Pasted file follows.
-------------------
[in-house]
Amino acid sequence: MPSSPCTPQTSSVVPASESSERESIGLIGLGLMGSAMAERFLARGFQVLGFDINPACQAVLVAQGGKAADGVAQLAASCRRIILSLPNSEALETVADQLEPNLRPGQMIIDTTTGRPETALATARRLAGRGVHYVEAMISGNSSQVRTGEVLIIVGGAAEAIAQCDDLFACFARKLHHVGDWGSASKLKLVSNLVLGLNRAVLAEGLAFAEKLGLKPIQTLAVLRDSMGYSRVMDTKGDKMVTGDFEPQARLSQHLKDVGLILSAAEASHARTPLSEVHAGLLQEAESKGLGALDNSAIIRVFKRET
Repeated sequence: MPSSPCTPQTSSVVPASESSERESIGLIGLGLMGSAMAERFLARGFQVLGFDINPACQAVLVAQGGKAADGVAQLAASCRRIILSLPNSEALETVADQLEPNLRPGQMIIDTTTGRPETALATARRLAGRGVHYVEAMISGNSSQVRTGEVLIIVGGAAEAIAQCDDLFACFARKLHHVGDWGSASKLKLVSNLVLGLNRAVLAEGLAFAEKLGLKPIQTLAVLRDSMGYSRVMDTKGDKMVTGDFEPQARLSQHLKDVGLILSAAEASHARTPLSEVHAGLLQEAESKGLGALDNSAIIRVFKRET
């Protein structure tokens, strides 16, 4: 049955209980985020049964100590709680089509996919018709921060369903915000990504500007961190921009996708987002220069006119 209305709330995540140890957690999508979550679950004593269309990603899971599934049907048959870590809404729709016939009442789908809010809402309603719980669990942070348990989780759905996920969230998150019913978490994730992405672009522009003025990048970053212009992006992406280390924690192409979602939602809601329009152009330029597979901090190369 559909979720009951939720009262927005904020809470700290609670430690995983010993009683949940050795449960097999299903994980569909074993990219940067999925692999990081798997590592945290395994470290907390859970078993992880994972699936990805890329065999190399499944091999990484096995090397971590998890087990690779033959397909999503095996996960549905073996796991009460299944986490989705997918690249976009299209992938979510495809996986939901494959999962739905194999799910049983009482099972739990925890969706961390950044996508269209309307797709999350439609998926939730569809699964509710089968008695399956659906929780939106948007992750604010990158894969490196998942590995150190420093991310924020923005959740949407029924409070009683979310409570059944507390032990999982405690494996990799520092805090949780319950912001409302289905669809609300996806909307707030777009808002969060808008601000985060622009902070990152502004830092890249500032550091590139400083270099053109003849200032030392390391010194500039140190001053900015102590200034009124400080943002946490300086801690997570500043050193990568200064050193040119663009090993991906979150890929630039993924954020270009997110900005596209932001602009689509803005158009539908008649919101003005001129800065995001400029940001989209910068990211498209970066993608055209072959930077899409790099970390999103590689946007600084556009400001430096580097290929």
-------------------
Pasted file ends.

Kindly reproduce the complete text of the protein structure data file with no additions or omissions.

[in-house]
Amino acid sequence: MPSSPCTPQTSSVVPASESSERESIGLIGLGLMGSAMAERFLARGFQVLGFDINPACQAVLVAQGGKAADGVAQLAASCRRIILSLPNSEALETVADQLEPNLRPGQMIIDTTTGRPETALATARRLAGRGVHYVEAMISGNSSQVRTGEVLIIVGGAAEAIAQCDDLFACFARKLHHVGDWGSASKLKLVSNLVLGLNRAVLAEGLAFAEKLGLKPIQTLAVLRDSMGYSRVMDTKGDKMVTGDFEPQARLSQHLKDVGLILSAAEASHARTPLSEVHAGLLQEAESKGLGALDNSAIIRVFKRET
Repeated sequence: MPSSPCTPQTSSVVPASESSERESIGLIGLGLMGSAMAERFLARGFQVLGFDINPACQAVLVAQGGKAADGVAQLAASCRRIILSLPNSEALETVADQLEPNLRPGQMIIDTTTGRPETALATARRLAGRGVHYVEAMISGNSSQVRTGEVLIIVGGAAEAIAQCDDLFACFARKLHHVGDWGSASKLKLVSNLVLGLNRAVLAEGLAFAEKLGLKPIQTLAVLRDSMGYSRVMDTKGDKMVTGDFEPQARLSQHLKDVGLILSAAEASHARTPLSEVHAGLLQEAESKGLGALDNSAIIRVFKRET
């Protein structure tokens, strides 16, 4: 049955209980985020049964100590709680089509996919018709921060369903915000990504500007961190921009996708987002220069006119 209305709330995540140890957690999508979550679950004593269309990603899971599934049907048959870590809404729709016939009442789908809010809402309603719980669990942070348990989780759905996920969230998150019913978490994730992405672009522009003025990048970053212009992006992406280390924690192409979602939602809601329009152009330029597979901090190369 559909979720009951939720009262927005904020809470700290609670430690995983010993009683949940050795449960097999299903994980569909074993990219940067999925692999990081798997590592945290395994470290907390859970078993992880994972699936990805890329065999190399499944091999990484096995090397971590998890087990690779033959397909999503095996996960549905073996796991009460299944986490989705997918690249976009299209992938979510495809996986939901494959999962739905194999799910049983009482099972739990925890969706961390950044996508269209309307797709999350439609998926939730569809699964509710089968008695399956659906929780939106948007992750604010990158894969490196998942590995150190420093991310924020923005959740949407029924409070009683979310409570059944507390032990999982405690494996990799520092805090949780319950912001409302289905669809609300996806909307707030777009808002969060808008601000985060622009902070990152502004830092890249500032550091590139400083270099053109003849200032030392390391010194500039140190001053900015102590200034009124400080943002946490300086801690997570500043050193990568200064050193040119663009090993991906979150890929630039993924954020270009997110900005596209932001602009689509803005158009539908008649919101003005001129800065995001400029940001989209910068990211498209970066993608055209072959930077899409790099970390999103590689946007600084556009400001430096580097290929």